I have been in Germany less than 183 days, so I don’t need to file a return.

Ah, the classic mistake. You wouldn’t be the first one to fall for it.

We have no idea how this myth came to life. But the 183 days rule is a concept, which exists only in the US-Germany treaty world. Even there it is only one feature (out of a few) used to determine the taxation rights under article 15. It has absolutely no bearing as to whether you need to file a return or not and it certainly does not make an across-the board- decision regarding your income.

German tax law ties your filing requirement while commanding foreign (i.e. non-German) income to your residency in country as under national (i.e. non-treaty) law. This national residency concept comes with two features.

The first is maintaining a dwelling under circumstances which indicate that such dwelling will be maintained and used as such.

The second is having a habitual abode. This means you are in Germany under circumstances indicating that your stay at a place or in an area is not merely temporary. An uninterrupted stay of not less than six months’ duration shall be regarded as a habitual abode from the beginning; brief interruptions are disregarded. This does not apply where the stay is undertaken exclusively for visiting, recuperation or similarly private purposes and does not last more than one year.

As you can see it can be fairly easy to establish “residence” in German and then be on the hook for filing a return and you do not need to be here for 183 days. It is enough to sign a long-term lease or come in country for job-seeking purposes or a brief college stint.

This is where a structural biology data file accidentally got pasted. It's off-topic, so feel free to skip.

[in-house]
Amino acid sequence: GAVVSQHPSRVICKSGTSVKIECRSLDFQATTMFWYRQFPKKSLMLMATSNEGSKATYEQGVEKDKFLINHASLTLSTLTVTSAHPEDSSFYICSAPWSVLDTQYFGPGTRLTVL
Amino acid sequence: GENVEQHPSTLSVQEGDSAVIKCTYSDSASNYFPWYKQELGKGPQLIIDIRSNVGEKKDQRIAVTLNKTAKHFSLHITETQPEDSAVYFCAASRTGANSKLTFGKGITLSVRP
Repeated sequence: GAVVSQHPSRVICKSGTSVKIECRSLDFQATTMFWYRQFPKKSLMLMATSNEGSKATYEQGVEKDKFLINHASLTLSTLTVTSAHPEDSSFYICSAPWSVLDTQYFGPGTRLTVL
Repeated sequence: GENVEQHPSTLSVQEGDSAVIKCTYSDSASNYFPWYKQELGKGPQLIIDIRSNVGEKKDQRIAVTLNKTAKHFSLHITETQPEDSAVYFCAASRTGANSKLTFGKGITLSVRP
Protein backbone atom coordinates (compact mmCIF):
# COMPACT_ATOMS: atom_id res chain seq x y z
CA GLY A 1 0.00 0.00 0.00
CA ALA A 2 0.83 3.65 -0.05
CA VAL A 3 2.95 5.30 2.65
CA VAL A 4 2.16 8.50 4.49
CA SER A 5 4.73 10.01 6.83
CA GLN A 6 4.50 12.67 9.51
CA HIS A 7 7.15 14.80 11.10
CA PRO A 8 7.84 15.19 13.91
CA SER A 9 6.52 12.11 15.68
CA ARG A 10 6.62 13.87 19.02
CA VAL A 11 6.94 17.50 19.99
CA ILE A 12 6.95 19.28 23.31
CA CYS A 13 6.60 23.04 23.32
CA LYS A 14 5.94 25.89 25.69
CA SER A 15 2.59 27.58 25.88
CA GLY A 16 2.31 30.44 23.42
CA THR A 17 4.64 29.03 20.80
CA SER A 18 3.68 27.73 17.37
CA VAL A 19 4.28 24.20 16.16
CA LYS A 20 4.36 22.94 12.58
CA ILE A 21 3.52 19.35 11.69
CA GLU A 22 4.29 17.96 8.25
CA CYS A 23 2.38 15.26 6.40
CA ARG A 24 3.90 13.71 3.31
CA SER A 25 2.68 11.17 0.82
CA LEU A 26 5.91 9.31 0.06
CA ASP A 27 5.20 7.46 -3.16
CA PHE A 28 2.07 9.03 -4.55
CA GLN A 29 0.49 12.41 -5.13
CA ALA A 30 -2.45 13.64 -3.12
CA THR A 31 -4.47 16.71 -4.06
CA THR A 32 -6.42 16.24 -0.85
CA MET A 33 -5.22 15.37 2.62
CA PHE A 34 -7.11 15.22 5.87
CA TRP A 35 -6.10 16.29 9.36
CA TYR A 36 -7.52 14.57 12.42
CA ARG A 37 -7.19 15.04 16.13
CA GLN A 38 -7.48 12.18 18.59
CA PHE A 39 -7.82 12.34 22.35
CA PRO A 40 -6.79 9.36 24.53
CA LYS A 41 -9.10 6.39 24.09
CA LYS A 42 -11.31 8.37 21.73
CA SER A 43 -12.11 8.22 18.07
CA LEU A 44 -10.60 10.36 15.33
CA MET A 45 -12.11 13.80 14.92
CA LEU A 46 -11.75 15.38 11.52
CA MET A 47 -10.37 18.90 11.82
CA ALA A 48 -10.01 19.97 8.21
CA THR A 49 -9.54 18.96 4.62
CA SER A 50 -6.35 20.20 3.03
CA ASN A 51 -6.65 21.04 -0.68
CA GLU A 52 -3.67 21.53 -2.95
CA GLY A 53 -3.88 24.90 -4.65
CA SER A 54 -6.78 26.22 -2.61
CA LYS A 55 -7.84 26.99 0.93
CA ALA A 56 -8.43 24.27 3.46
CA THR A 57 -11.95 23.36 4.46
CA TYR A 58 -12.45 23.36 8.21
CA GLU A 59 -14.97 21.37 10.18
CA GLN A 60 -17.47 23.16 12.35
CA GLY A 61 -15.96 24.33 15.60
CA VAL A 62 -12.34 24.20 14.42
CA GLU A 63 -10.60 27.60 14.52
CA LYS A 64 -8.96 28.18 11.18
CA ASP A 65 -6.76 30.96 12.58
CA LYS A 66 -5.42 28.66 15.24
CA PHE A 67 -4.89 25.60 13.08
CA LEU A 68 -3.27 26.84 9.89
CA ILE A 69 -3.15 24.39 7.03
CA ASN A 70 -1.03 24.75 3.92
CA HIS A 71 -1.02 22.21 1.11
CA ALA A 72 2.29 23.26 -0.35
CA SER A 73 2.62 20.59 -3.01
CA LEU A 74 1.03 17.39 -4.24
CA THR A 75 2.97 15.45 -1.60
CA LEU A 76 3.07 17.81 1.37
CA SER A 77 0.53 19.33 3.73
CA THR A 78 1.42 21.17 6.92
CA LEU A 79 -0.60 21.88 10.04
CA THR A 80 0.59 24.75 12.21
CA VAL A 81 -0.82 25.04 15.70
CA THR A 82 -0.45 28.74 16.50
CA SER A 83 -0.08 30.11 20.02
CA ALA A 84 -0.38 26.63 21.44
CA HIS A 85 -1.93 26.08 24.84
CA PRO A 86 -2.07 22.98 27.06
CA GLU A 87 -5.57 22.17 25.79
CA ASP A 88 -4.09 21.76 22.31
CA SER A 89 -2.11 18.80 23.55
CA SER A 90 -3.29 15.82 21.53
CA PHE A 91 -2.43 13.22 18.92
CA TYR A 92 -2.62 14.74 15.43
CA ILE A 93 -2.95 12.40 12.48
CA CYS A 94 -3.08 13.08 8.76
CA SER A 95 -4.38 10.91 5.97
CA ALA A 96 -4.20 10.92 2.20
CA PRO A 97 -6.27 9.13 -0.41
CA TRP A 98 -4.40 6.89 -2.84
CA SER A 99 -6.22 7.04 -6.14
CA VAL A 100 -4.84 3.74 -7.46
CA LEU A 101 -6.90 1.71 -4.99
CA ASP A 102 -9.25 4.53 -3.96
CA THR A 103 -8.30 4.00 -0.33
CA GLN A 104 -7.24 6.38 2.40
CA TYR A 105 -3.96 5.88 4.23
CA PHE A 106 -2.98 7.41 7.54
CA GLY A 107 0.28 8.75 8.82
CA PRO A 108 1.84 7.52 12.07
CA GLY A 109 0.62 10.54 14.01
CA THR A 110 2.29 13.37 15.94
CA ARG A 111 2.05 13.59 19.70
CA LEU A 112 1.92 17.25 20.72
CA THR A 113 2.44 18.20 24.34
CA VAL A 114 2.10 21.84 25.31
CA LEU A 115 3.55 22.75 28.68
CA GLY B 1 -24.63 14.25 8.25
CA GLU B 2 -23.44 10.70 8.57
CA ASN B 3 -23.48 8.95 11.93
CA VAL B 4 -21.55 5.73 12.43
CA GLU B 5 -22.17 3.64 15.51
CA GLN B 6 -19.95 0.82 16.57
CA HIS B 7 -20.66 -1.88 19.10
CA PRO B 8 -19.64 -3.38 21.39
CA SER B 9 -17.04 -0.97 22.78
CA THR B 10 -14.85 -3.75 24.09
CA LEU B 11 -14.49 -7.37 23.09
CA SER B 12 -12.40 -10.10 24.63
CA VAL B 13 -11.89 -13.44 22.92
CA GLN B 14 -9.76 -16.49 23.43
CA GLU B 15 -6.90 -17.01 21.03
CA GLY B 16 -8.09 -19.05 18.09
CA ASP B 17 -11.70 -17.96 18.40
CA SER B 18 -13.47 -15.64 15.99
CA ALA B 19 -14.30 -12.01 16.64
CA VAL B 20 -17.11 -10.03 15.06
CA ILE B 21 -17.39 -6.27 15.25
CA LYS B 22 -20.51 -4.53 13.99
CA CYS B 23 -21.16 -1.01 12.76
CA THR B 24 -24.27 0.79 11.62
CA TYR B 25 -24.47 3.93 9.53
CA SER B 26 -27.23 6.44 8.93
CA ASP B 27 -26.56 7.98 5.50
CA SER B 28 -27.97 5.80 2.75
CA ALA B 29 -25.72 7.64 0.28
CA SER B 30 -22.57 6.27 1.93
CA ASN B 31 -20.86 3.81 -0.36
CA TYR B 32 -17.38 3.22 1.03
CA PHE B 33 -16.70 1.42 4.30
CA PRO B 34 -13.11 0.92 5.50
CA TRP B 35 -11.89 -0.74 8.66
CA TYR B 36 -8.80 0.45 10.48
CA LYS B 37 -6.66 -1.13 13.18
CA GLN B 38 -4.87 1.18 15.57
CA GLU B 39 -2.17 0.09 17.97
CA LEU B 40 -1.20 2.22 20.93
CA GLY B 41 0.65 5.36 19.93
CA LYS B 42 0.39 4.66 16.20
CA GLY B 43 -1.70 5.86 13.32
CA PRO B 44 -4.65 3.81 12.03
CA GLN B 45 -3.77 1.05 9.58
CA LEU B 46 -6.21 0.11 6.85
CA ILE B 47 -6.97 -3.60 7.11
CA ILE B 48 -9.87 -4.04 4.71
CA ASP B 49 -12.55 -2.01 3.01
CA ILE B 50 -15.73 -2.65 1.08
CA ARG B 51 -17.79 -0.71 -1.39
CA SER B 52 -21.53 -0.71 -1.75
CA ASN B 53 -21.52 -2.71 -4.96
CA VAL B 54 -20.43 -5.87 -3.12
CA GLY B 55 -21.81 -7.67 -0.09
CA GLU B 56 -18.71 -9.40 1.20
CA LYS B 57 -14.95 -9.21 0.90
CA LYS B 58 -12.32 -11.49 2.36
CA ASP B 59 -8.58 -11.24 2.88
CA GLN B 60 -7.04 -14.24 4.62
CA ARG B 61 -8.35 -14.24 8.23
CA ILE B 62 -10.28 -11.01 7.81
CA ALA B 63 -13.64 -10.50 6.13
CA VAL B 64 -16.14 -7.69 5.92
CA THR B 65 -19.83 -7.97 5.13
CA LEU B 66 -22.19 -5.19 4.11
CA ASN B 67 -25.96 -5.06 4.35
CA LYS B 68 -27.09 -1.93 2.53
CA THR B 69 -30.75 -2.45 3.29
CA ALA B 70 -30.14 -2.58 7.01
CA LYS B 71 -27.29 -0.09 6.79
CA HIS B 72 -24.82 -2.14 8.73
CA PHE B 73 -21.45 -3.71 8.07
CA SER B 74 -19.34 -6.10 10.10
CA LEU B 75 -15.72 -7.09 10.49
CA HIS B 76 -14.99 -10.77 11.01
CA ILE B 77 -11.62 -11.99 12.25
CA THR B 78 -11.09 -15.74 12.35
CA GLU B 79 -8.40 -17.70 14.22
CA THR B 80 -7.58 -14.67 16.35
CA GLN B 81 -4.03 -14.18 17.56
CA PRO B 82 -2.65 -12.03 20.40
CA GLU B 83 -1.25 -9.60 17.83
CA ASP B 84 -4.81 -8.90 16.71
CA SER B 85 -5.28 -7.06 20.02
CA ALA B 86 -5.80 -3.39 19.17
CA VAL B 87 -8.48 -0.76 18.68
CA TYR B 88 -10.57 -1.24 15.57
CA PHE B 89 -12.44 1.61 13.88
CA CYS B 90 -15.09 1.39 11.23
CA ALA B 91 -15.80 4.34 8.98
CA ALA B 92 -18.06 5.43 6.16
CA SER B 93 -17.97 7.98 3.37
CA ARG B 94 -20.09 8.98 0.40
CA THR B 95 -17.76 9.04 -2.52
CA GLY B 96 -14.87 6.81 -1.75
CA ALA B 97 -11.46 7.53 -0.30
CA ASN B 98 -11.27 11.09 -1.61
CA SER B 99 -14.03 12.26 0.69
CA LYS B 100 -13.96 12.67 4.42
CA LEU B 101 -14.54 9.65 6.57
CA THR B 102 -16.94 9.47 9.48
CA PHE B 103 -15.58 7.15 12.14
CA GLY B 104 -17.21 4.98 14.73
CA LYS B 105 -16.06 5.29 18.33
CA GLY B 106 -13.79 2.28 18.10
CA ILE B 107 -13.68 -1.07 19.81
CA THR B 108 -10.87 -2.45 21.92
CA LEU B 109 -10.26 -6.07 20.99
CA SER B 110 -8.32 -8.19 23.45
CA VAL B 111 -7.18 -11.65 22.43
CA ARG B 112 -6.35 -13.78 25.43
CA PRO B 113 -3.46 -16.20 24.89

The good news is that even if there is residence under German law, it is possible to push it elsewhere under treaty law. Especially when you have been in country only a relatively short period of time and have not really “put down roots”. However, this requires considering a few work and life aspects under the residence test as per the tax treaty. So don’t be surprised if we ask a few questions about your situation back in the US – or elsewhere.

The residence test is a special tax feature to be tested and considered. For this reason, it will lead to extra costs, but the result most often is that with your treaty residence being relocated, the German taxation rights die. And we think it is worth some extra expense not having to deal with two tax systems in full both at the same time.

If you think your residence situation warrants a closer look or different consideration of some income on a German tax return, please reach out to us and book a consulting session.

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